The Associated Press
BEIRUT — A car bomb in a rebel-held town in northwestern Syria killed at least 15 people and wounded dozens in a crowded outdoor market Monday, setting cars on fire and sending people running in panic, two activist groups said.
The bomb went off in the town of Darkoush in Idlib province, according to the Britain-based Syrian Observatory for Human Rights and the Local Coordination Committees. The marketplace was busy with shoppers on the eve of Eid al-Adha, a major Muslim holiday.
It was not clear who carried out the bombing and why they attacked a civilian target in a rebel-held area. Syria's conflict has seen an increasing use of car bombings, but most have been carried out against regime targets, usually by jihadi fighters among rebels.
The Observatory put the death toll at 27, while the Committees said 15 were killed. Such discrepancies often occur in the aftermath of such attacks.
An amateur video posted on the LCC's Facebook page shows several cars on fire in a street full of debris. People are seen running in panic as smoke billows from the area, and several shops and apartment buildings appear heavily damaged. Another video shows men carrying two bodies and placing them in a blanket. The videos appeared genuine and corresponded to AP reporting on the events.
Just a day earlier, two car bombs exploded near the state TV building in Damascus. The SANA news agency said the TV's headquarters in Umayyad Square was damaged in the blast, but there was no word on casualties.
Meanwhile, the International Committee of the Red Cross in Geneva confirmed Monday that three of its employees and one from the Syrian Red Crescent were released, a day after being kidnapped by gunmen in Idlib province. The fate of three other ICRC employees who were also kidnapped Sunday was not immediately known.
The Observatory and a local activist in Idlib said the aid workers had been seized by an al-Qaida-linked group, the Islamic State in Iraq and the Levant, but there was no claim of responsibility.
Much of the Idlib countryside and other parts of northern and eastern Syria have fallen under the control of rebels, many of them Islamic extremists. Kidnappings have become common, particularly of aid workers and foreign journalists.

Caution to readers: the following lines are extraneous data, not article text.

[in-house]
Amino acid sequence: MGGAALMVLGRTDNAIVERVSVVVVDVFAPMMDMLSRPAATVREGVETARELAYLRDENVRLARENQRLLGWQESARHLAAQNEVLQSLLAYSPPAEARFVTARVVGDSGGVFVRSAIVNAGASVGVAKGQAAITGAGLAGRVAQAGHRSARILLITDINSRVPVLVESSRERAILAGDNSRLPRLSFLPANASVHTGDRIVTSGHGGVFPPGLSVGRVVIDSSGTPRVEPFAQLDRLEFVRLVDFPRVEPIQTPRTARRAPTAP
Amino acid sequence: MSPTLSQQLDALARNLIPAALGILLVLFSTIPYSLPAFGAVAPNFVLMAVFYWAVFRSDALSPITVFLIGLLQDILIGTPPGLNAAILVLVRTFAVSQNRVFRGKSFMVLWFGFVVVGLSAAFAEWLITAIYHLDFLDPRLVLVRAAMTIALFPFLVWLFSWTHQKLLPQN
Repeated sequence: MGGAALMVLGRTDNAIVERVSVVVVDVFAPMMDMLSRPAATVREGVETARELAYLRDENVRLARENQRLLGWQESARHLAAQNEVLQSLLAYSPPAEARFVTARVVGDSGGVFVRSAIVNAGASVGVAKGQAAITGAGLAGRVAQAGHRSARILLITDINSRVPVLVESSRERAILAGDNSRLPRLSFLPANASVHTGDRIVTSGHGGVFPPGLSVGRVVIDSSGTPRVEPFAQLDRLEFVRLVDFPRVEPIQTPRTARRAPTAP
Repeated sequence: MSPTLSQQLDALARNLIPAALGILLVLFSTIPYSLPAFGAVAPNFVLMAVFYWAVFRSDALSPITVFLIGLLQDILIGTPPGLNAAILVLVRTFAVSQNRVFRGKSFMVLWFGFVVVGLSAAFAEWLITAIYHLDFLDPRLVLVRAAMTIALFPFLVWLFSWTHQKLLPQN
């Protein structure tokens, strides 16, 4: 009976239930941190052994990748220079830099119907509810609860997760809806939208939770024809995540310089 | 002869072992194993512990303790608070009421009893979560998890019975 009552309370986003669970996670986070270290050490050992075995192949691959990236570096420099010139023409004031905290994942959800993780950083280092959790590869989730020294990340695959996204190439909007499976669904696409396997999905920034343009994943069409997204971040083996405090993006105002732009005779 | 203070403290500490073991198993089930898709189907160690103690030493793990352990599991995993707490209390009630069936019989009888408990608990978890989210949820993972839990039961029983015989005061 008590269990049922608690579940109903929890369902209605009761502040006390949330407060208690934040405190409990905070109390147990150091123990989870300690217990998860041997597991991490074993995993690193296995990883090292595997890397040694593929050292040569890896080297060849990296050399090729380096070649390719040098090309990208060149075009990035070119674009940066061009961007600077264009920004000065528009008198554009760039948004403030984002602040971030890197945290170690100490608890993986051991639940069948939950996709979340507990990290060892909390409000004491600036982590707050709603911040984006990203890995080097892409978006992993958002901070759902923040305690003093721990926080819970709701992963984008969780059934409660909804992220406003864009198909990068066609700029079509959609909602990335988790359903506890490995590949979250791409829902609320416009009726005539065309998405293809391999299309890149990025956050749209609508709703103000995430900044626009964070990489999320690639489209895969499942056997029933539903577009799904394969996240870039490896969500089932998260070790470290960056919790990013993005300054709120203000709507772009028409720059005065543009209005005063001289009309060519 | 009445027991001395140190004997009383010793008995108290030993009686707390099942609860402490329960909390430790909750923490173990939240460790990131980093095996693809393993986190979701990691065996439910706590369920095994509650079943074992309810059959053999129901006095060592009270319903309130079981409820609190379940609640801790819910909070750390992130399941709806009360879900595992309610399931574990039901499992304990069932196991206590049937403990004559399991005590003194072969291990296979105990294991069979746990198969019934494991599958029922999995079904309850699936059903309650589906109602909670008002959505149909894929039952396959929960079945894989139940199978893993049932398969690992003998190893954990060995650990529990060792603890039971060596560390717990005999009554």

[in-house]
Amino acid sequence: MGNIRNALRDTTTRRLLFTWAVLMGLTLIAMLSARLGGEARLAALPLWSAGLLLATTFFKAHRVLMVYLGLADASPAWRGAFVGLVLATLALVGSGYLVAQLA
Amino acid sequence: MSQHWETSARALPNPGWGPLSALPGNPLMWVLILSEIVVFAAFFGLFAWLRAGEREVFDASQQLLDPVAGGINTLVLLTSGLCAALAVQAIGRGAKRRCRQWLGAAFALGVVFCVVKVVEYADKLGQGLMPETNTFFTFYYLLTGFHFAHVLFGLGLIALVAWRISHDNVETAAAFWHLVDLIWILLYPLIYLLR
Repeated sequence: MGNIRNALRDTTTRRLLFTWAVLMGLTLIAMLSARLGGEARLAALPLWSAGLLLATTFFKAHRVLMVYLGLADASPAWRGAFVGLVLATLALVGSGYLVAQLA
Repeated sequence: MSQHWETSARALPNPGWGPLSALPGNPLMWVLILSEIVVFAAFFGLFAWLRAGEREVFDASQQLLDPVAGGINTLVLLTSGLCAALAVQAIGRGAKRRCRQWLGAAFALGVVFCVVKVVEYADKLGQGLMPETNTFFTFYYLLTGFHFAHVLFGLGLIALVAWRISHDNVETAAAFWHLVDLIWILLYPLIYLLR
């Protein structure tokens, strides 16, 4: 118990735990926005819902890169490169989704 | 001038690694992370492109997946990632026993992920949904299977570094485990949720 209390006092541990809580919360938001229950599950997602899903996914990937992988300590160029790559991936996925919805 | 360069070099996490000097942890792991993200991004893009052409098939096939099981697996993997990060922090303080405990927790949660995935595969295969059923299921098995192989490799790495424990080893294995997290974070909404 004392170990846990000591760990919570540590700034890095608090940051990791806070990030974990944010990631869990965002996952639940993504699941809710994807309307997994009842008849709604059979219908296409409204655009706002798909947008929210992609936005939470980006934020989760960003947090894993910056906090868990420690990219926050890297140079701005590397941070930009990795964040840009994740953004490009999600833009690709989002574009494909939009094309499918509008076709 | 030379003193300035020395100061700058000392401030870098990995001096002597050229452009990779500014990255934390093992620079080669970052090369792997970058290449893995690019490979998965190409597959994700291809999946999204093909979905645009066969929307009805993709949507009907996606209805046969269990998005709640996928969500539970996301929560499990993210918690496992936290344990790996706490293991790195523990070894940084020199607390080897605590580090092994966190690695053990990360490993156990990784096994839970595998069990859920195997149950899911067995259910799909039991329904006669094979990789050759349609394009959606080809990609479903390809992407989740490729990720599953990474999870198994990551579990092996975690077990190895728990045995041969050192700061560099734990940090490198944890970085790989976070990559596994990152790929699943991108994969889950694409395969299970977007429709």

The intensity of the conflict, which has left more than 100,000 dead, has not abated in the past two weeks — even as inspectors from the Organization for the Prohibition of Chemical Weapons press on with their work to destroy the country's chemical weapons stockpile.
The watchdog agency won a Nobel Peace Prize last week, in a powerful endorsement of its Syria mission.
Ahmet Uzumcu, head of the OPCW, said Monday that inspectors have so far visited five of at least 20 sites linked to chemical weapons. The BBC quoted him as saying that one abandoned site was in rebel-held territory and that in other cases, routes went through opposition-controlled areas, preventing access.
"They change hands from one day to another, which is why we appeal to all sides in Syria to support this mission, to be cooperative and not render this mission more difficult. It's already challenging," he told the BBC.
The mission stems from a deadly Aug. 21 attack on opposition-held suburbs of Damascus in which the U.N. determined the nerve agent sarin was used. Hundreds of people were killed, including many children. The West says the Syrian government was responsible, while Damascus blames the rebels.
Monday marked the date that Syria formally joined the OPCW, 30 days after submitting its application at the United Nations.
In an interview with the Lebanese Al-Akbar newspaper, Syrian President Bashar Assad was quoted Monday as saying that his country stopped manufacturing chemical agents in 1997 because they became an "outdated deterrent." He said Syria has since concentrated on its missile capabilities.
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